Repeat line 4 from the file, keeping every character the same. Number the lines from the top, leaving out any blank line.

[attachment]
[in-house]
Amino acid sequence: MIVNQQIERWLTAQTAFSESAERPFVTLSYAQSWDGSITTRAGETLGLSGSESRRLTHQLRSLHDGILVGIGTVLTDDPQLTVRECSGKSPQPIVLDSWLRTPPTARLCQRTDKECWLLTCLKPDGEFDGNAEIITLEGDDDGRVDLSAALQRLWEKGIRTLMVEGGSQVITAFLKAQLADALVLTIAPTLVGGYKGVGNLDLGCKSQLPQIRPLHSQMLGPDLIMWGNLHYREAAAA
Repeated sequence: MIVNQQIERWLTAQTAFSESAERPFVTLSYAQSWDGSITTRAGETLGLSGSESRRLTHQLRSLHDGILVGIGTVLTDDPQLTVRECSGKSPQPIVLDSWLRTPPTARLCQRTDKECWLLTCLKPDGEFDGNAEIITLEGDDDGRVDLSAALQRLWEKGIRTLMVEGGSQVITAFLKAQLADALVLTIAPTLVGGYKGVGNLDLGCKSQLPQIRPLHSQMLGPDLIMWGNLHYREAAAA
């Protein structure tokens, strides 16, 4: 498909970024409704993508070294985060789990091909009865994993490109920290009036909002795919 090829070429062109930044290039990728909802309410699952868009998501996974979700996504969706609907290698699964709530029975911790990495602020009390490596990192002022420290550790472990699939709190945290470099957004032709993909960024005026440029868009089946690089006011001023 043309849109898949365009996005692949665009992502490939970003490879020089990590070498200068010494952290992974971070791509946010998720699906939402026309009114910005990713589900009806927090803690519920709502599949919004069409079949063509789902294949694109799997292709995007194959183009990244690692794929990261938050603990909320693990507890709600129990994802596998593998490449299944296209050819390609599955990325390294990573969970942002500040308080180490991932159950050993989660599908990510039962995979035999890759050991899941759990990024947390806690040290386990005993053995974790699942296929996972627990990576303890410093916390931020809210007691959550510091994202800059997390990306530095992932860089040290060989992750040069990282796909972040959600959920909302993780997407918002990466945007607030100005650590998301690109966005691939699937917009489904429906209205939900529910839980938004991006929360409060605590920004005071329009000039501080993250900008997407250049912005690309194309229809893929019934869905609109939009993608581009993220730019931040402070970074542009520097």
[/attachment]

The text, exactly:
């Protein structure tokens, strides 16, 4: 498909970024409704993508070294985060789990091909009865994993490109920290009036909002795919 090829070429062109930044290039990728909802309410699952868009998501996974979700996504969706609907290698699964709530029975911790990495602020009390490596990192002022420290550790472990699939709190945290470099957004032709993909960024005026440029868009089946690089006011001023 043309849109898949365009996005692949665009992502490939970003490879020089990590070498200068010494952290992974971070791509946010998720699906939402026309009114910005990713589900009806927090803690519920709502599949919004069409079949063509789902294949694109799997292709995007194959183009990244690692794929990261938050603990909320693990507890709600129990994802596998593998490449299944296209050819390609599955990325390294990573969970942002500040308080180490991932159950050993989660599908990510039962995979035999890759050991899941759990990024947390806690040290386990005993053995974790699942296929996972627990990576303890410093916390931020809210007691959550510091994202800059997390990306530095992932860089040290060989992750040069990282796909972040959600959920909302993780997407918002990466945007607030100005650590998301690109966005691939699937917009489904429906209205939900529910839980938004991006929360409060605590920004005071329009000039501080993250900008997407250049912005690309194309229809893929019934869905609109939009993608581009993220730019931040402070970074542009520097």